Last April, when she still a candidate for mayor, I asked Lori Lightfoot why she would want to leave her cushy berth at a big law firm to play urban problem whack-a-mole, a game impossible to win.
What I meant was, why condemn yourself to a series of bad choices? The recently-settled strike of the Chicago Teachers Union being a perfect example: She could give the teachers what they want and drive Chicago deeper into its pit of bottomless insolvency. Or hold firm and let the teachers walk, meaning 300,000 kids would start rattling around the city, each a wrong step away from blundering in front of a bus or a bullet and becoming a tiny body set at Lightfoot’s doorstep. She tried to split the difference and the teachers struck.
I spent the strike manfully suppressing the urge to write a column that began with me marching into my boss’s office and demanding my own 16 percent raise. I would then share with a delighted reading public the eye-rolling rejection and bum’s rush I’d certainly be given. But frankly, the man has enough worries without his employees cooking up stunts then dragooning him as an unwitting participant.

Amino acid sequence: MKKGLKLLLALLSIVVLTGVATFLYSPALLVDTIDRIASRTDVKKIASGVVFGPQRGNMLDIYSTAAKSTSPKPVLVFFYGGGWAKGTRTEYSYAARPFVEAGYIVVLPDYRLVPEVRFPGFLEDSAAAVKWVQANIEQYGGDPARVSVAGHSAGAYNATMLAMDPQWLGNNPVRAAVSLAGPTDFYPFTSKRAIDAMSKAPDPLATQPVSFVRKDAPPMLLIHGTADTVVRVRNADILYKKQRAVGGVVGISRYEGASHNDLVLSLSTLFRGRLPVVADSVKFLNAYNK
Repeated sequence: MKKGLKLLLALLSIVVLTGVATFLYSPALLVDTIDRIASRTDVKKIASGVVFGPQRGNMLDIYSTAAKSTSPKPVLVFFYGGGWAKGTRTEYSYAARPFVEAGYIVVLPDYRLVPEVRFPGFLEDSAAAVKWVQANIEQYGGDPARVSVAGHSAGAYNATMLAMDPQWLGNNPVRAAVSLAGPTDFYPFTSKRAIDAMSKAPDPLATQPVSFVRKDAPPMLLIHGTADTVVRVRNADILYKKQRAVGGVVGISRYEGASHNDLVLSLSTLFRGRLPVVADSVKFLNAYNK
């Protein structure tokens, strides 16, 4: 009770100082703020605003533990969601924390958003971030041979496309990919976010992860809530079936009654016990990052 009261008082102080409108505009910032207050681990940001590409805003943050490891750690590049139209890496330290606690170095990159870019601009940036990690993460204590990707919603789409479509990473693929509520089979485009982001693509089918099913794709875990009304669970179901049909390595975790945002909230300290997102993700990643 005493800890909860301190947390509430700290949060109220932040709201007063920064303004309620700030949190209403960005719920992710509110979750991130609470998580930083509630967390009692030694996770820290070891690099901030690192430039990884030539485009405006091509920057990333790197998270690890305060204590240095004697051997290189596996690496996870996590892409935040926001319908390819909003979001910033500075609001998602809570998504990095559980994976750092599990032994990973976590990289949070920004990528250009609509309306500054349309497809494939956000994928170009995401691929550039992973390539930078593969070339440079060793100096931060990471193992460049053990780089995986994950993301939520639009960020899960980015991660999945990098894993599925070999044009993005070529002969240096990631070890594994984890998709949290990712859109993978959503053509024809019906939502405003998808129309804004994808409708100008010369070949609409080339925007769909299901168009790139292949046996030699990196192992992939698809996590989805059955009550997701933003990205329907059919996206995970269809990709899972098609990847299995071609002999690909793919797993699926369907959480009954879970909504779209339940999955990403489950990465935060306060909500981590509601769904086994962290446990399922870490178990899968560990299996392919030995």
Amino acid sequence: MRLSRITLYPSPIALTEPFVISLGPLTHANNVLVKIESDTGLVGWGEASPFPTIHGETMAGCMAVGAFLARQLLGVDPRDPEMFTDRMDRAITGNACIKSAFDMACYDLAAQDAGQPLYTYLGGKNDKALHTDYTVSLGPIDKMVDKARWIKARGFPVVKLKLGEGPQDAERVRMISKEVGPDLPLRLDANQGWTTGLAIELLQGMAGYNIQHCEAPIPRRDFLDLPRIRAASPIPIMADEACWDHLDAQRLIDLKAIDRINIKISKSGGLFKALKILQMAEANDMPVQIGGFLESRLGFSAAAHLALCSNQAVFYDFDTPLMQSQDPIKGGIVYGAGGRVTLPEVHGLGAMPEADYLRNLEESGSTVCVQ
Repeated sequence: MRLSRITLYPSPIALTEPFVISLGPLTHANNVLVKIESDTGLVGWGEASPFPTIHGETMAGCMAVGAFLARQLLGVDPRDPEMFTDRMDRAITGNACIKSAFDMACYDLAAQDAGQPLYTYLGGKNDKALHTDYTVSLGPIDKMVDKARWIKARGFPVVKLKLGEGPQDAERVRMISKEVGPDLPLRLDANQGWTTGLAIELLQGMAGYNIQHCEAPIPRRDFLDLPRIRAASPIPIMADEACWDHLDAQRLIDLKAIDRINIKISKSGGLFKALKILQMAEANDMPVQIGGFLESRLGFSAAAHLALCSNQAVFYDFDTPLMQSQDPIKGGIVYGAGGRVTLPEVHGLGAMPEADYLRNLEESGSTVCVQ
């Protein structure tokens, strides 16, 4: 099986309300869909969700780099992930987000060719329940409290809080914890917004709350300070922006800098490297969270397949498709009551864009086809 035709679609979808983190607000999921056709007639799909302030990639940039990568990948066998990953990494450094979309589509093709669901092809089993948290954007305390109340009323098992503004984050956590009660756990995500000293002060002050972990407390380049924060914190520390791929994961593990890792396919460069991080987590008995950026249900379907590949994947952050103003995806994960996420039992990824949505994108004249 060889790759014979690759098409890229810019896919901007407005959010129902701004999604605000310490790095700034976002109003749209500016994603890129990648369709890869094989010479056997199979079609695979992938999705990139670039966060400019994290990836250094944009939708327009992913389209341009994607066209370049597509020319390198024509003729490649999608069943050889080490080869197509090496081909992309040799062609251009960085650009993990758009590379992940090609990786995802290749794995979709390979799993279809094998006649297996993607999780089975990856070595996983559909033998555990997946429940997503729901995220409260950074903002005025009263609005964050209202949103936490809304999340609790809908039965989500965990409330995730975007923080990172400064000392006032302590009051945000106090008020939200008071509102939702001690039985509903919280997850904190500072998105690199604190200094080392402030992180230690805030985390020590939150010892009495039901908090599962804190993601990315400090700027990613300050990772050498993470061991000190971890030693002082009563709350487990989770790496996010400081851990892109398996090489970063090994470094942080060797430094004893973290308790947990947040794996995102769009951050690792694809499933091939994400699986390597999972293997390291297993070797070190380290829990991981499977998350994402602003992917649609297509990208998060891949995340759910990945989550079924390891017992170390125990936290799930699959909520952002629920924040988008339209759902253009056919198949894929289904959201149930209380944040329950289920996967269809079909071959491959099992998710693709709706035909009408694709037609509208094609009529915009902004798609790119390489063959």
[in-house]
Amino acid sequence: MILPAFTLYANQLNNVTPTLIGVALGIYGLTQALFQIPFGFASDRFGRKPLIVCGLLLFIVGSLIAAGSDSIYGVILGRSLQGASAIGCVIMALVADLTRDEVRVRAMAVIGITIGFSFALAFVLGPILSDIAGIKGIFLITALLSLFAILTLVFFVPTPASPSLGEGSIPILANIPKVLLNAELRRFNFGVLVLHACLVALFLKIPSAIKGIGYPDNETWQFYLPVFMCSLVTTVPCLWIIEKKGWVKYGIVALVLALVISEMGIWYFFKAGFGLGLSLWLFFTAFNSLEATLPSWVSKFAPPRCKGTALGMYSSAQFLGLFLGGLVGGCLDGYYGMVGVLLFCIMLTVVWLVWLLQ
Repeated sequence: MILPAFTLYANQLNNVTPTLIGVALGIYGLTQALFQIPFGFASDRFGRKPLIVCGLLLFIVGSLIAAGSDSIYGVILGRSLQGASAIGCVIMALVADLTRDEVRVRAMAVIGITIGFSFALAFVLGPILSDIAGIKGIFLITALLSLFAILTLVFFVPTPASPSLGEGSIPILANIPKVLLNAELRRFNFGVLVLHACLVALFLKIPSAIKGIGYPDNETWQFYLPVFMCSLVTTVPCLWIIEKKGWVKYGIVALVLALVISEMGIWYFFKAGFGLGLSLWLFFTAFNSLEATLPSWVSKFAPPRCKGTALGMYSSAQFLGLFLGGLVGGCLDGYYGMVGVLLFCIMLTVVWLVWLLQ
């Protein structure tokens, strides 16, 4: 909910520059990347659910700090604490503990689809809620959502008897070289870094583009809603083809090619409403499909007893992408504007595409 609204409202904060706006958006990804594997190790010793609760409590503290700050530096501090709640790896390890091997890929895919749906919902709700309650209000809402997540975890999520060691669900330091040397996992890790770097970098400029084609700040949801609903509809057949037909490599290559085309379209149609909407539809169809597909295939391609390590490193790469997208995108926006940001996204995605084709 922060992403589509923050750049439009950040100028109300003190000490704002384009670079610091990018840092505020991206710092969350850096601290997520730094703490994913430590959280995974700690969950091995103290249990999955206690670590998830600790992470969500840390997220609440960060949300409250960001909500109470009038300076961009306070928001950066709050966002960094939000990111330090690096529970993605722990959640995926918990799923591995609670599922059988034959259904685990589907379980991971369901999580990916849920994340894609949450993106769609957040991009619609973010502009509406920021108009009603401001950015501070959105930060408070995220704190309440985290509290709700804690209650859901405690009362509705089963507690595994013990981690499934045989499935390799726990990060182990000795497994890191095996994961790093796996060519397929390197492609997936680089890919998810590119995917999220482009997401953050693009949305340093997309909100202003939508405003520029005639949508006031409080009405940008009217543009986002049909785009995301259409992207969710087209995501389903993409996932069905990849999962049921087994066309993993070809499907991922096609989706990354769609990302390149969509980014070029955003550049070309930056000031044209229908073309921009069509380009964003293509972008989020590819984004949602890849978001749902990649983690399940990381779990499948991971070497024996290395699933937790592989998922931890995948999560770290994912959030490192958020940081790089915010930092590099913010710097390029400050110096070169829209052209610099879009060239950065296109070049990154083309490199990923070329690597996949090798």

Now Police Superintendent Eddie Johnson is retiring, which has nothing, nothing, nothing to do with his being found slumped behind the wheel of his car after a festive dinner. And another jump-out-the-window-or-drink-poison decision is dangled in front of our still sorta-new mayor. Promote from within the department? The Matt Rodriguez Method. Or seek someone from the outside the force. Let’s call that the O.W. Wilson Gambit.
Promote from within and you get men like Johnson, whose qualities I dare not characterize without being accused of slandering the guy as he grabs his cardboard box and hurries out the door with all the dignity he can muster. Perhaps the tactful route to recall what Johnson said last year when asked about the Code of Silence in the Robert Rialmo trial:
”I’ve never heard an officer talk about code of silence. I don’t know of anyone being trained on a code of silence.”
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